This crowdsourced funding model distributes money to software designed as public goods. The distribution is not matched at a one-to-one ratio, but many people vote on a given project, with matched funding from bigger pools of funds from donors. Votes are not one-to-one with the ratio of funding, with proprietary algorithmic controls that, for example, prevent any one project from claiming more than a certain percentage of the total, and overall help to ensure a fairer allocation of capital.

Participants engaged in a lively discussion about what projects should be approved, and appreciated the Ethelo process. 

“The designers [of this project] have a perfect understanding of the black box, this is perfect! It is important to ensure that the critical factors are in compliance with Gitcoin vision and mission values. Also, it is important to accurately capture opinion because some are based on facts known about the grantees, otherwise failure in one major critical factor to Gitcoin would suffice to deny or approve the grantee application.”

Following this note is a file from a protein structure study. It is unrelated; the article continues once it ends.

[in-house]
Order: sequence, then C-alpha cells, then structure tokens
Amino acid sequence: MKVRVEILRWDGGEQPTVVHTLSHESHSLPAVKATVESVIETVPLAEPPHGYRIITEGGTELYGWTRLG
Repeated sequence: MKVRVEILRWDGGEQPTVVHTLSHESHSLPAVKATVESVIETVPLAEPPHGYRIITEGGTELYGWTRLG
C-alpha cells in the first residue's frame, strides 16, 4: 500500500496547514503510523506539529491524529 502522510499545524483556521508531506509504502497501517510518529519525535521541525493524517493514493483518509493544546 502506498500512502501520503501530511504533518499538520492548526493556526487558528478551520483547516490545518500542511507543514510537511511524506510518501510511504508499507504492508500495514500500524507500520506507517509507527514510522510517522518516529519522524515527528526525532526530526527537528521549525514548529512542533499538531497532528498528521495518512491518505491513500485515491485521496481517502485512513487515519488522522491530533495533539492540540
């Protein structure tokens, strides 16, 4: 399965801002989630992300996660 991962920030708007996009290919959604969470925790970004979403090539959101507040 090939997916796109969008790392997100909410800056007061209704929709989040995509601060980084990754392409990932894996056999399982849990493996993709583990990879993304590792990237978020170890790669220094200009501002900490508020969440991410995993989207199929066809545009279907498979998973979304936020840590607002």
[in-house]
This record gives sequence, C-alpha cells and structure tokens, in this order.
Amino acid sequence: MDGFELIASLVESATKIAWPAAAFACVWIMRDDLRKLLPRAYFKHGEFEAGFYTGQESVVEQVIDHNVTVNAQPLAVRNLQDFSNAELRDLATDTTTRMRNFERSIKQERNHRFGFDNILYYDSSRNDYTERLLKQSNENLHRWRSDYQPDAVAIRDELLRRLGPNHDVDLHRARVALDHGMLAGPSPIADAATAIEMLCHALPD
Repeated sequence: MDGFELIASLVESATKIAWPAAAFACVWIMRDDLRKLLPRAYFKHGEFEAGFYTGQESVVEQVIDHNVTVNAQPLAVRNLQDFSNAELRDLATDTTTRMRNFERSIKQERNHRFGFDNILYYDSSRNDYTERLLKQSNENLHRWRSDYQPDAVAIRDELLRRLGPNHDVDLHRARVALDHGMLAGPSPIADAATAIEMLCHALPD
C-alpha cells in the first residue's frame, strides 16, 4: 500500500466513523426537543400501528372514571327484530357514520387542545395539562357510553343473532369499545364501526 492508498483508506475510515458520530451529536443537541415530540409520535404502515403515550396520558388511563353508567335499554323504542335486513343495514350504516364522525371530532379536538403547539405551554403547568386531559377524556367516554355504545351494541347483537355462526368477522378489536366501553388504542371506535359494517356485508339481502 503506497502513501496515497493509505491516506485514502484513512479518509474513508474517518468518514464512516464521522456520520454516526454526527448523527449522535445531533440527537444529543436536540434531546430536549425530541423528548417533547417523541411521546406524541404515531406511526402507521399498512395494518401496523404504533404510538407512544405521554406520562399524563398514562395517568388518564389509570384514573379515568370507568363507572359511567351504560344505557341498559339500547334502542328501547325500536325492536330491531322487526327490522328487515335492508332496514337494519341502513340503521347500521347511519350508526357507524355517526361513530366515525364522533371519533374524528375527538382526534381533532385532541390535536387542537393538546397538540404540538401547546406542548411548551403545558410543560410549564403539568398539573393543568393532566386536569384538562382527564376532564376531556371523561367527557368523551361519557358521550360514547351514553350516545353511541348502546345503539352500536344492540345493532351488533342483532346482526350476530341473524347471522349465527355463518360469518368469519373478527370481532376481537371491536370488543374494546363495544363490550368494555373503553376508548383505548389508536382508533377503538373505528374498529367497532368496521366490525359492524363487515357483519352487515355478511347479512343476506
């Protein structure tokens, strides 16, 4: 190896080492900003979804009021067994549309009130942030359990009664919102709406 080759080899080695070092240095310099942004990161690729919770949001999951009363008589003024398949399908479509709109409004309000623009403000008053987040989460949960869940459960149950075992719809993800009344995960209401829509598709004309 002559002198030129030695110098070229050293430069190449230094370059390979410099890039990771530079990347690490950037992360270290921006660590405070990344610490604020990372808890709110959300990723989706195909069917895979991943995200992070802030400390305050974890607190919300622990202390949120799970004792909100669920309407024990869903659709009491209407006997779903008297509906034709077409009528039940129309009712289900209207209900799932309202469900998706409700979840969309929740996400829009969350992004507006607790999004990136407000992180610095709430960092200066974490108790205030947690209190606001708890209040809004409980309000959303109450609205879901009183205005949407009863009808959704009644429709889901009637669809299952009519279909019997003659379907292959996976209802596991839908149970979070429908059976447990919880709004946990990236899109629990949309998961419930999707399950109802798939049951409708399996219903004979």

Setting the Foundation for Fraud-Free Grant Rounds

The project was viewed as a success. The results from this anonymized yet validated voting process determined which proposals needed to be revised or had to be denied. Only projects that received a 90% minimum score and had not committed any Policy Violations were recommended to be approved. About 60 community members came together and participated as GIA agents and identified 12 ineligible proposals. As a small token of appreciation, all participants could claim a free POAP (proof of attendance protocol) NFT*, which was very popular.

In the following grant round, the FDD team is using Ethelo to determine which projects should be allowed to be funded as well as at the tail end of the process.


*POAPs, or Proof of Attendance Protocol NFTs, are hosted on the XDAI blockchain, which is far less carbon intensive than Bitcoin or Ethereum.

Industry: Web3

Location: Online

Project type: Web3 Governance, Fraud Detection